“I had nothing to do with it,” said Romanoff. “She said things like my hobbies were sculling. I said, ‘What the hell is sculling?’ Apparently, it’s rowing. I said, ‘I’ve never even sat in a rowing boat!’ What she didn’t want was the fact that I was only interested in horses, nothing else. She thought that was dreadful. So she was trying to sell me. She said I could play tennis, which I couldn’t because I couldn’t even hit a tennis ball. I was a no-runner from the very beginning.”
A call from Buckingham Palace never came — and Romanoff couldn’t have been more thankful.
“[Prince Philip] was my idea of a perfect man,” said Romanoff about Charles’ late father. “Tall, blonde, sportsman, took no s–t, told it how it was, shot from the hip… He said it exactly how it was, which is what I like. I can’t bear this new kind of thing, having to be so careful about what you say.”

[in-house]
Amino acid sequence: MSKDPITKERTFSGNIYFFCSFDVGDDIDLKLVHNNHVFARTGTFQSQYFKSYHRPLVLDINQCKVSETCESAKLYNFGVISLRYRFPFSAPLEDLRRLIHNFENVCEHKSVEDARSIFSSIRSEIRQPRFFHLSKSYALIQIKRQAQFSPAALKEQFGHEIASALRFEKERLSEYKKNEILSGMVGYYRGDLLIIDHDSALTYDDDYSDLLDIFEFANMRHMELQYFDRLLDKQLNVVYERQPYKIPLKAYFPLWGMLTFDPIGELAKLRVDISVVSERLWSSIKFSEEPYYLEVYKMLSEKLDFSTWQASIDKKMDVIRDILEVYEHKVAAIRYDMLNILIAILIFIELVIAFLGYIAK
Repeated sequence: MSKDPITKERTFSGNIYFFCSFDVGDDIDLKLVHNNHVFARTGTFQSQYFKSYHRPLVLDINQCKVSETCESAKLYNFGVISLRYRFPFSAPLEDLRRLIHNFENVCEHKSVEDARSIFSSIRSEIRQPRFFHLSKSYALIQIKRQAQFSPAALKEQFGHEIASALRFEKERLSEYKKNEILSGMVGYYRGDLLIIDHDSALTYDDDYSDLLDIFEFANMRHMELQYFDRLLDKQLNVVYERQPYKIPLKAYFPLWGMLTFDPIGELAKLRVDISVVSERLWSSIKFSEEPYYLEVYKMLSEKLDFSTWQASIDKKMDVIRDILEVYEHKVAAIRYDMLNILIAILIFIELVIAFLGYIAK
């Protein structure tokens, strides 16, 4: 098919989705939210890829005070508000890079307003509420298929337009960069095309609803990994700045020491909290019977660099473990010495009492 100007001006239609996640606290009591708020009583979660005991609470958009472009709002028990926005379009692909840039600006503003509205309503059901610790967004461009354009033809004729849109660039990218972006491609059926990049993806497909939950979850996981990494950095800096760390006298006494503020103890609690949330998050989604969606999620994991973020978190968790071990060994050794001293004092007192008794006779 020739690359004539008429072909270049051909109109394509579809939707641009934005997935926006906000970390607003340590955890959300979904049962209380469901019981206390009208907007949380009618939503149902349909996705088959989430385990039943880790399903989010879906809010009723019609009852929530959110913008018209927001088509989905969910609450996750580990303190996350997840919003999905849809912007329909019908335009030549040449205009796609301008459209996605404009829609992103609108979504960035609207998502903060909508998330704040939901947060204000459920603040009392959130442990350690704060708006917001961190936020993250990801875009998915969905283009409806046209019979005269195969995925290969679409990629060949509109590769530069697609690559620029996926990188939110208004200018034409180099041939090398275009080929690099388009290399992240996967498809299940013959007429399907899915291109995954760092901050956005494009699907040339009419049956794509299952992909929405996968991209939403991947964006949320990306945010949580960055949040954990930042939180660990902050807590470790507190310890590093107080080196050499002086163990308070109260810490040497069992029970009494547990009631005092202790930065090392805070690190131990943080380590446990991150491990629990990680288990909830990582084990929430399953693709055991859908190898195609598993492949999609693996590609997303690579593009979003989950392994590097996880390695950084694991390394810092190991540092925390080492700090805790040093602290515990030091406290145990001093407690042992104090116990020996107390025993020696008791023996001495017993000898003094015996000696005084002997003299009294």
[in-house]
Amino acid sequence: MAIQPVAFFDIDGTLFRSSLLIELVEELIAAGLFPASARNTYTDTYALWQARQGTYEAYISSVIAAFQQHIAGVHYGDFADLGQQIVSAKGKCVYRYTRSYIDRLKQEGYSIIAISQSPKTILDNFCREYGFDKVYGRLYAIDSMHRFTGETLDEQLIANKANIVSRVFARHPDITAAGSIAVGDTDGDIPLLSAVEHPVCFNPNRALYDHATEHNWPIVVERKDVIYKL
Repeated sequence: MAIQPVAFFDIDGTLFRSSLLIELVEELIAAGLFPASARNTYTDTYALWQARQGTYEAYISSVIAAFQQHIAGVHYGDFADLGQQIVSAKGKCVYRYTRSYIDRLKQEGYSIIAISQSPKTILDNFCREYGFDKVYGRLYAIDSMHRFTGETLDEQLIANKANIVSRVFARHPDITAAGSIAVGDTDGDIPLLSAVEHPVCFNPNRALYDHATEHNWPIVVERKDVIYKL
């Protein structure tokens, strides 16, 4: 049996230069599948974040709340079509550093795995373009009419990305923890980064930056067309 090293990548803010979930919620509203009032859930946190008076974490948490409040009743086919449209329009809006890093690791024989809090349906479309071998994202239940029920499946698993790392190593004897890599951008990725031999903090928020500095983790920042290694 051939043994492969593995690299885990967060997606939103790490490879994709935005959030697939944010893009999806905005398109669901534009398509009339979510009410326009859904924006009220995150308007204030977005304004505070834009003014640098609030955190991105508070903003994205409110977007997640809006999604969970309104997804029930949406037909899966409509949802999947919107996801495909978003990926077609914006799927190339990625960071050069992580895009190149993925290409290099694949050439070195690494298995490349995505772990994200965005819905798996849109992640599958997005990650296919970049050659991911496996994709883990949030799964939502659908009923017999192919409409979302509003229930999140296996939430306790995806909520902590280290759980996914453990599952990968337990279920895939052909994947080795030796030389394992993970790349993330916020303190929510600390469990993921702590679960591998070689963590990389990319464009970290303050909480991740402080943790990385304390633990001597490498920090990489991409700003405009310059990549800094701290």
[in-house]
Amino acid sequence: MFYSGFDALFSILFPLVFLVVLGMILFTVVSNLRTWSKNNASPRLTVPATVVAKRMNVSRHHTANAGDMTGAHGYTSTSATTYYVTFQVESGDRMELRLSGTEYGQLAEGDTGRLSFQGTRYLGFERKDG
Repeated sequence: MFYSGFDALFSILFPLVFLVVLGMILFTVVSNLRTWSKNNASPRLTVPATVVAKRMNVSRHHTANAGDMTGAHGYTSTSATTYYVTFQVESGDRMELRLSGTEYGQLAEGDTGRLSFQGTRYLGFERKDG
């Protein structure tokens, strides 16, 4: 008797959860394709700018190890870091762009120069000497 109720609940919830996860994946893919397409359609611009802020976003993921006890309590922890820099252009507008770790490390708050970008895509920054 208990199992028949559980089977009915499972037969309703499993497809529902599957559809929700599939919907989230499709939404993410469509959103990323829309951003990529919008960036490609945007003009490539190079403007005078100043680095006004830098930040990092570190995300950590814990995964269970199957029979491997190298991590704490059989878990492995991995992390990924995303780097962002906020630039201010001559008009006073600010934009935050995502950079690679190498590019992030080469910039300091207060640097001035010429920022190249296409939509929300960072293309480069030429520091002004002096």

Romanoff is the great-niece of Tsar Nicholas II of Russia. His British first cousin is King George V, The Telegraph reported. According to the outlet, she’s the only daughter of the tsar’s eldest nephew, Prince Andrei Alexandrovich. The Telegraph noted he later styled himself as Prince Andrew Romanoff when he settled in England. Her mother was Nadine McDougall, a wealthy heiress from a flour-milling family.
Romanoff grew up in Provender House, an English 13th-century country home. She personally conducts many public tours of the property.
“It’s got about 30 rooms,” she explained. “There’s two different types of people that visit — the person that wants to come and look at the princess and see if she’s like what they’ve read, and then there’s the person who just likes architecture and old houses.”
“Sometimes, I’m lucky enough to have a group of people that likes both,” she continued. “But we close at the end of October until the beginning of May because the house is so bloody cold. You could die. I hate the cold — I wear a ski suit and a double thermal vest. But you get used to it. It was all warm when I was a child. There was central heating and people to help.”